In the past week I’ve seen a noteworthy uptick in orders for Packrafting the Crown of the Continent, which is cool, because it would seem to mean that folks are planning for a future which allows for bigger dreams. Escapism, and as I mentioned the other day, familiarity are powerful attractants in the face of uncertainty. I’ve been using the past week to dwell on the longer standing trips which have been living in my mind undone, in some cases for years, even decades. They seem to fit into two categories with only a little kicking and massaging; trips for which I’ve been building either skills or time, and trips I just haven’t prioritized. In quite a few cases I’ve been waiting on certain conditions; running the lower Escalante River, for instance, can’t be done just any time or year (though I remain convinced there are more and broader windows than conventional wisdom suggests). With plenty of time to consider, it is easy to see that wanting good conditions has for itself often turned into a sort of pureism. Knowing how singular the first trip into a new and profound place can be, I’ve gotten into what is almost a habit of holding back for close to perfect conditions.
There is something to be said for doing that. There is also a lot to be said for just doing it, without excessive regard for practicality. Back in the day, when the landscape poverty of growing up in Ohio still lay heavy on me, I rarely lacked for keenness in the face of conditions or long drives. When it again becomes responsible to travel widely, I am determined to go back to being a bit less measured when it comes to planning.
At the start of our time in Moab years ago I made a list of canyons and routes I wanted to see, and one of the very few left undone is the Long-Gravel loop from Steve Allen’s Canyoneering 2. There were plenty of excuses back in the day, relating to being less dialed on multidays, as well as more recently, due to not wanting to haul too much insulation for the extended water sections. Both things which, in hindsight, I struggle to be patient with.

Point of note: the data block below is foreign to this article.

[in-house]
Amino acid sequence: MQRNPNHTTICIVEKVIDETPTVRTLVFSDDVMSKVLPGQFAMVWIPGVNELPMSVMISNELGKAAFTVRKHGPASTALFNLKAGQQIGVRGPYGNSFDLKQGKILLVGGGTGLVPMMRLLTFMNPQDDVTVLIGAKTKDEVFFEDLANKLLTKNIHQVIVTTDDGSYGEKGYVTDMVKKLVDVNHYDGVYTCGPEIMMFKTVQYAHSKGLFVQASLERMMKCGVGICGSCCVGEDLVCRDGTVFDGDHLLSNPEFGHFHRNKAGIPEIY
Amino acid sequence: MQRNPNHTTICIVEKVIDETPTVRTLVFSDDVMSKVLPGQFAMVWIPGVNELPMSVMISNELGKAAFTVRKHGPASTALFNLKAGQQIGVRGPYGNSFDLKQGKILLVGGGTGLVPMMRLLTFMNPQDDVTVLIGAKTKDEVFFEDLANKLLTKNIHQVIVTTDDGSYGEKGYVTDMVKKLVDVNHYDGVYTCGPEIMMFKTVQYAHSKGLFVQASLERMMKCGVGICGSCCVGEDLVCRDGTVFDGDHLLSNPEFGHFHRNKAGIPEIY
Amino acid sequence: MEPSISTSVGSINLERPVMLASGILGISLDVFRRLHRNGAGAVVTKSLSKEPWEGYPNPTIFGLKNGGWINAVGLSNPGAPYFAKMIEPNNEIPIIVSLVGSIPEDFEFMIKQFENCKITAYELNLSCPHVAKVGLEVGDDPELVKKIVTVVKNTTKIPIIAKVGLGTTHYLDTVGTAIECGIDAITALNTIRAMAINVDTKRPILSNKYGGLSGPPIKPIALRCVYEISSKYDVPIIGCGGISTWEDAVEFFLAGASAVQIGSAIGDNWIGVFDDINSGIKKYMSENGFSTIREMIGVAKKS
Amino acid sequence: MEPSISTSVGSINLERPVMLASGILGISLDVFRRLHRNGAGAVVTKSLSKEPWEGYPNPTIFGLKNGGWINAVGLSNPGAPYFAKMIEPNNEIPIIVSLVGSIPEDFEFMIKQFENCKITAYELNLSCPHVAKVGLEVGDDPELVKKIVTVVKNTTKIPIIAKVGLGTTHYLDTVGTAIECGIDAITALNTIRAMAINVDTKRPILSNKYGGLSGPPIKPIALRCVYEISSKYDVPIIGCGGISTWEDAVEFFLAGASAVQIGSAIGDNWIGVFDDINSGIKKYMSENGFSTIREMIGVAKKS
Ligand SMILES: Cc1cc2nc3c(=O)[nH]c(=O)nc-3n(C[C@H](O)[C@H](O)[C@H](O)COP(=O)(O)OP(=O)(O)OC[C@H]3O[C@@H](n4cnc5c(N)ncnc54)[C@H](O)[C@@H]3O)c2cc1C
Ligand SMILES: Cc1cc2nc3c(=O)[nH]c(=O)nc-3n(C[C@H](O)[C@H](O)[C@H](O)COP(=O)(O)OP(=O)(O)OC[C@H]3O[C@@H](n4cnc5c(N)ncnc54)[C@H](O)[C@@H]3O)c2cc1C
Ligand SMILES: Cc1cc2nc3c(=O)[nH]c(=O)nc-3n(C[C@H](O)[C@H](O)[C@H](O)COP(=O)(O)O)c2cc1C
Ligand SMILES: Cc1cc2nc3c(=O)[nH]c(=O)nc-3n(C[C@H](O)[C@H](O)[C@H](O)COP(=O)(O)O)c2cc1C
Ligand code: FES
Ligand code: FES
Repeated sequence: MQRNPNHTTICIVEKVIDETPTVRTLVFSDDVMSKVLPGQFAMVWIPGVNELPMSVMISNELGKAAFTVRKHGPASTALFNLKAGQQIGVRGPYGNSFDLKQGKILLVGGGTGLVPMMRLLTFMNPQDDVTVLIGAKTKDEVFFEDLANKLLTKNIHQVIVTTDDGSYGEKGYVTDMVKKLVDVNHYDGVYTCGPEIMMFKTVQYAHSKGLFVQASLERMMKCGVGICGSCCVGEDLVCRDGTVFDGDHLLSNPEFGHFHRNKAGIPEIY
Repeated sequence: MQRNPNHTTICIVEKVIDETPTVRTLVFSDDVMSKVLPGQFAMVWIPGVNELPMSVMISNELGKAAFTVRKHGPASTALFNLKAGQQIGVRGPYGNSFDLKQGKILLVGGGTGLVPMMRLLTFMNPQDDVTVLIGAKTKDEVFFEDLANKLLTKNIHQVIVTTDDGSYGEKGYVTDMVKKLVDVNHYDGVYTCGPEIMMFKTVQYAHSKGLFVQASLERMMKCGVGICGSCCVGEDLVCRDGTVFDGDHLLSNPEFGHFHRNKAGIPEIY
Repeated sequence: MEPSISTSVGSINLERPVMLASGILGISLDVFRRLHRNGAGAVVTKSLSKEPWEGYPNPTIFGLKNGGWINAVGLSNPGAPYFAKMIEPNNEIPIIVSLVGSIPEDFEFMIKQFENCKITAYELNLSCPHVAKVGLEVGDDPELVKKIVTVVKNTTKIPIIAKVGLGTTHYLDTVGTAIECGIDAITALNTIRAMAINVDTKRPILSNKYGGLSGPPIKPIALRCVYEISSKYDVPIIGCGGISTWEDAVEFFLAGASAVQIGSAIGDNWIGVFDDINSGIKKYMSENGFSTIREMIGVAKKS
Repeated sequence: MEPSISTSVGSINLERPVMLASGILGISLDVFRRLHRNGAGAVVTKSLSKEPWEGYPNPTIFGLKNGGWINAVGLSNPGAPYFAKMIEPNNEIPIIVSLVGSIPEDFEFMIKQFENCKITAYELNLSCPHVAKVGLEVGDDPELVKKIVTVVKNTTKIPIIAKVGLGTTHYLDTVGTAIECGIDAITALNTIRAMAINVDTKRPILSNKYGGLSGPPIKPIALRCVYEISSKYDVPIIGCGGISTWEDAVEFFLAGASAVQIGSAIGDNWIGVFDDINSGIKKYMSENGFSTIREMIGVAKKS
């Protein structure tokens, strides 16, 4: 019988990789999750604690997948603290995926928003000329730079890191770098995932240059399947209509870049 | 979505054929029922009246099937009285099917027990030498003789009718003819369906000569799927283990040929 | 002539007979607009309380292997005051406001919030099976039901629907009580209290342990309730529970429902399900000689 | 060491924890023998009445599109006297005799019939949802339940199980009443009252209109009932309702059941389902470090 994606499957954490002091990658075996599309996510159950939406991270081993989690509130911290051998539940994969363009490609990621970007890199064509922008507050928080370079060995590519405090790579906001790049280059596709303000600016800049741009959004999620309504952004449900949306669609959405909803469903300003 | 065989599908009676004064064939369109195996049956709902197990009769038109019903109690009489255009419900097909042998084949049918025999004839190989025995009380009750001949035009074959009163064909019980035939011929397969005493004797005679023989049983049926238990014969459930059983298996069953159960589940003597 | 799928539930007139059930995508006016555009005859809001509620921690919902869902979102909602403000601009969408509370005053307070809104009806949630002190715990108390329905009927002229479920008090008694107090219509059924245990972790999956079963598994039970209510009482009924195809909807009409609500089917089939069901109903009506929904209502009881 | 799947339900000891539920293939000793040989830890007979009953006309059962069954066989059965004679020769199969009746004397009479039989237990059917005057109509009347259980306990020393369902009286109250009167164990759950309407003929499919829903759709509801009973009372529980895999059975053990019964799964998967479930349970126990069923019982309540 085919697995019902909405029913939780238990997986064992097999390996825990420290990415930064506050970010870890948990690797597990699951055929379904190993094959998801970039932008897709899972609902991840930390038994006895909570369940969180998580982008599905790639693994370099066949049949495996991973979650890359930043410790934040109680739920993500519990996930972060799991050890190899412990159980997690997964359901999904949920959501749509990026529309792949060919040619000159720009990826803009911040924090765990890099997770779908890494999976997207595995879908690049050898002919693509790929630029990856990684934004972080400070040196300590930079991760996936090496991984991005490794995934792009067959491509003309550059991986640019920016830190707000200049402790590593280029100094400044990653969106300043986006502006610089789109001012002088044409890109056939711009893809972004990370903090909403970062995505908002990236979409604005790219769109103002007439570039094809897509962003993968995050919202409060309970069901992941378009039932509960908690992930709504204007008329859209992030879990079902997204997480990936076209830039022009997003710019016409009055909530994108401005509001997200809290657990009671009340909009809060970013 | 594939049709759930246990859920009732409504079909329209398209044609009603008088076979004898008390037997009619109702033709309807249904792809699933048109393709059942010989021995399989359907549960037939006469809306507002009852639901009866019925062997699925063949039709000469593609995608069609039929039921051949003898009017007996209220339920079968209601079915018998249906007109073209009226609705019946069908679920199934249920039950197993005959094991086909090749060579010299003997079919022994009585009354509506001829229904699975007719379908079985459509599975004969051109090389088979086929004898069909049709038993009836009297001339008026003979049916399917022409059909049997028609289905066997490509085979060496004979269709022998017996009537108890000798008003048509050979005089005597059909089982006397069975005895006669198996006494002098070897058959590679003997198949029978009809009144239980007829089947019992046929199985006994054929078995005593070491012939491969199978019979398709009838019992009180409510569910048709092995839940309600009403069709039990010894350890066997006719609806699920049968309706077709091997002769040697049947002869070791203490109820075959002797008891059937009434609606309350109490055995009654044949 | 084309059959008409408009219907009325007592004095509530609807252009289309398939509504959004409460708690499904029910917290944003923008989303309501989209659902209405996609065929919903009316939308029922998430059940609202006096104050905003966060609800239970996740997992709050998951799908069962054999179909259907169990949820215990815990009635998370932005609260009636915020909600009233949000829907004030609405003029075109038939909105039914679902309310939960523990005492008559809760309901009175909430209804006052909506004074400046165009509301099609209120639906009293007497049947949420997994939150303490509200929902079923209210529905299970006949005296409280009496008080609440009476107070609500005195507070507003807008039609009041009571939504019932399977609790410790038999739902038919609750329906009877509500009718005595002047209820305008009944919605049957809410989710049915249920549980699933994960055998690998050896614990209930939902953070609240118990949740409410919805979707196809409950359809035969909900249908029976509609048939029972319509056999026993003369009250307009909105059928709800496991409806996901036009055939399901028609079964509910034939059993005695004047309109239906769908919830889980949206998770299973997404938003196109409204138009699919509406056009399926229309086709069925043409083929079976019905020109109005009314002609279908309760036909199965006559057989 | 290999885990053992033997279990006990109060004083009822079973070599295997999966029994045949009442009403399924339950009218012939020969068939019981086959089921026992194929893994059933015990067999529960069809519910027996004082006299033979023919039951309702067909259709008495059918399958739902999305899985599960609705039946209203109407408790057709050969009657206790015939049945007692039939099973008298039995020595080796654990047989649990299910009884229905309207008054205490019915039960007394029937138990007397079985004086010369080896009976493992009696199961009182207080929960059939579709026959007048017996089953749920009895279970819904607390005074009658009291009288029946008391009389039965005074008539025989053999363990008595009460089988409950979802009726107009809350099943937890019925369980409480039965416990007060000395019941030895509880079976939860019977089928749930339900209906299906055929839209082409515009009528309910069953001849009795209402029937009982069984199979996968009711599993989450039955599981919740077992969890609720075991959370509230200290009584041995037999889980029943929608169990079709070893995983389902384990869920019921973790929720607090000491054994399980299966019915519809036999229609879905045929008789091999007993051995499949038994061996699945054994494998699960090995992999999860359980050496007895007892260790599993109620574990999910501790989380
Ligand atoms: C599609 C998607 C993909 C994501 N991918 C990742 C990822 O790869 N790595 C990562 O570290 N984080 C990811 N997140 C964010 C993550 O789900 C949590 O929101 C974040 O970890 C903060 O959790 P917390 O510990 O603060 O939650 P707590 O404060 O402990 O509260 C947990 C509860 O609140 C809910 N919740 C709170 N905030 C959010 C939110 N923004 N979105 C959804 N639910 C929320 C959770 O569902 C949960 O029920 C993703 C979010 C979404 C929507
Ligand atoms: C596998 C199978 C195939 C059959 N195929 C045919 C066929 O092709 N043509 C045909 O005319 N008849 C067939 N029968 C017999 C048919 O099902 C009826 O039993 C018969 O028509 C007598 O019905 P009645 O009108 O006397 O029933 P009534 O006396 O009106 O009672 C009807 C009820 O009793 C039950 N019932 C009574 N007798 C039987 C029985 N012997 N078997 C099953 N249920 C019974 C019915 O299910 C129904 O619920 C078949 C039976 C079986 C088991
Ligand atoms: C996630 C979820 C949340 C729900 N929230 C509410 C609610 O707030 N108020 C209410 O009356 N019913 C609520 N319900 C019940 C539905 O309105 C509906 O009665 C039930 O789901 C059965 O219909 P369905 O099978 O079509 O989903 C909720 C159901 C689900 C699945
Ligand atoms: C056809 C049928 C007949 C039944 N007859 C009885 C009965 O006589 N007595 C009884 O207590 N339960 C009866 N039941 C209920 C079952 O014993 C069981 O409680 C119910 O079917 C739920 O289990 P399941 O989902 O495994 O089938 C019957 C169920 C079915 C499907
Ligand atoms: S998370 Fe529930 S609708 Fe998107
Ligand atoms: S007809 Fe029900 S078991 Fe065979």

Another route I’ve been holding in reserve for reasons which currently seem thin is the Canadian section of the North Fork of the Flathead. There are a lot of roads up there, and because of that I’ve wanted to thread the needle between when the river starts to run well enough that ice bridges should no longer be an issue, but well before road access is possible. Skiing in from the east has always looked fun and stylish. With the window opening in a week or so, this year is obviously not the year. Perhaps, alternately, the fat snowpack will keep water levels up in the early fall, when the uppermost part of the US Flathead is for me at its most beautiful.
A longstanding idea which is tentatively on the docket is a high line across the northwest corner of the Yaak, hoping lookout tower to tower. The six month reservation overlaps here with the most contemplative part of January, and hopefully the first days of open lookouts in late June will see us all back further in the woods, with a new appreciation for this moment.